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WFP suspends food aid deliveries after attack

From January 2006 to December 2008, at a cost of US$372 million, WFP plans to distribute 520,000 metric tonnes of food aid to 6.6 million vulnerable Afghans. Masoud Popalzai/IRIN

The UN World Food Programme (WFP) has temporarily withheld movement of food in southwestern Afghanistan after a convoy delivering food aid to Afghan deportees from Iran was attacked, WFP told IRIN.

A 14-truck WFP convoy, which was carrying 500 tonnes of food, and was escorted by over 110 armed police, came under fire on the Herat-Nimruz highway in Farah Province, southwestern Afghanistan, on 8 September.

At least four police officers and 10 assailants were killed in the fighting, Gulam Dastgheer Azad, the governor of Nimruz, said.

All trucks were commercially hired by the UN food agency, but none displayed UN markings.

“My own view is that the attackers are primarily thieves more than those with political motivations,” Rick Corsino, WFP representative in Afghanistan, told IRIN in Kabul.

This is not the first time unidentified armed men have attacked and looted food aid trucks in the restive southern provinces of Afghanistan: According to WFP, over 25 incidents of attacks on food aid convoys have happened so far in 2007.

Preparations for winter

Ahead of the winter, which blocks access to some remote mountainous parts of Afghanistan, the WFP has pre-positioned food aid in strategic locations in order to avoid shortages.

In January and February flood and avalanche-affected communities in Badakshan, Daykundi and Ghor provinces - where roads were inaccessible due to heavy rain and snowfall – complained about lack of food aid. WFP and several other aid organisations said, however, that they had responded to nationwide demands for aid.

“We are better prepared this year than last year, in terms of resources. We look essentially province by province and district by district to see which ones will become inaccessible earlier, and then we target our food distributions on that basis,” Corsino told IRIN in Kabul.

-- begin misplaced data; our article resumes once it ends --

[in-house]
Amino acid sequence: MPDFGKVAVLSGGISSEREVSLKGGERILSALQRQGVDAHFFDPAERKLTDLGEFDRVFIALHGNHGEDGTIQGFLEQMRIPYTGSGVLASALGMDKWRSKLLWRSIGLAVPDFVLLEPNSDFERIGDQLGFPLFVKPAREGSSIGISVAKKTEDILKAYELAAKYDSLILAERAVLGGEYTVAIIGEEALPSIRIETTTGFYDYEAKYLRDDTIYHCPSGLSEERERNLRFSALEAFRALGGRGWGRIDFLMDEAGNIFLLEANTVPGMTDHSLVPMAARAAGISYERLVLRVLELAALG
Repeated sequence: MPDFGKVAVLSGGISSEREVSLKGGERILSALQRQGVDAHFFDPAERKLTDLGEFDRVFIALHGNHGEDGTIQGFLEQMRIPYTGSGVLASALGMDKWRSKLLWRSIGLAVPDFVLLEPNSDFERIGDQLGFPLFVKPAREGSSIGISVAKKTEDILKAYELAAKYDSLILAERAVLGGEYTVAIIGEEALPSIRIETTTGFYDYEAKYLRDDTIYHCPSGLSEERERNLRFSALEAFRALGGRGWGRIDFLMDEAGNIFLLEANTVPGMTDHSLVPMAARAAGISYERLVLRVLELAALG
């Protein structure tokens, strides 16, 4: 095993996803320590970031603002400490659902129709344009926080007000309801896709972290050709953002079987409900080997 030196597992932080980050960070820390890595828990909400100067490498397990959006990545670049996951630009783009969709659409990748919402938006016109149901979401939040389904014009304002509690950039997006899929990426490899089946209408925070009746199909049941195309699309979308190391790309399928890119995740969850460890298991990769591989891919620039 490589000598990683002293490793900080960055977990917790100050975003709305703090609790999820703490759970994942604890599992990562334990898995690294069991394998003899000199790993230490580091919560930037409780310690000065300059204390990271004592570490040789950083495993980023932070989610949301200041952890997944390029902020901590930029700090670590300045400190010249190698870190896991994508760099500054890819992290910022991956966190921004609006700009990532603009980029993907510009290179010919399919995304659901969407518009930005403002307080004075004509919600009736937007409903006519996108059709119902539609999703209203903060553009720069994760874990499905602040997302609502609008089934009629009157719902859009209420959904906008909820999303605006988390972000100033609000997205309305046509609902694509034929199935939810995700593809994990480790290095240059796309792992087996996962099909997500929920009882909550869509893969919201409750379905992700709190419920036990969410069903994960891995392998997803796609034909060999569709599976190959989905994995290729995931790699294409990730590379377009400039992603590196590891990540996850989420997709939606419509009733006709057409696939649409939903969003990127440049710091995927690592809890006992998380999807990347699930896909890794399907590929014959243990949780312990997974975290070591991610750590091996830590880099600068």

In August the UN Food and Agriculture Organisation (FAO) said that because of favourable weather in 2007, Afghanistan would almost achieve “self-sufficiency” in terms of cereal production.

This has encouraged aid workers to anticipate a better winter than 2006 when the country imported over one million tonnes of cereals from neighbouring countries.

“This year because the prospects for wheat crops are much greater in Afghanistan than they were last year we purchased 4,000 tonnes of wheat in Herat. We also, for the first time, bought 9,000 tonnes of wheat from Iran, which we will distribute in Badghis and Ghor provinces,” Corsino added.

Over 6.5 million food insecure

Almost six years after the international donor community pledged to rid Afghanistan of poverty and hunger, over 6.5 million Afghans (about 26 percent of the country’s 24.5 million population) are still considered food insecure.

WFP has plans to feed 3.5 million most vulnerable Afghans in 2007 through a number of food-for-work, food-for-education and emergency response projects.

Ahead of an international conference on the rebuilding of Afghanistan in January 2006, WFP had called on donors to “remember that food is still a serious issue” for millions of Afghans.


see also
Food aid trucks come under increasing attacks

This article was produced by IRIN News while it was part of the United Nations Office for the Coordination of Humanitarian Affairs. Please send queries on copyright or liability to the UN. For more information: https://shop.un.org/rights-permissions

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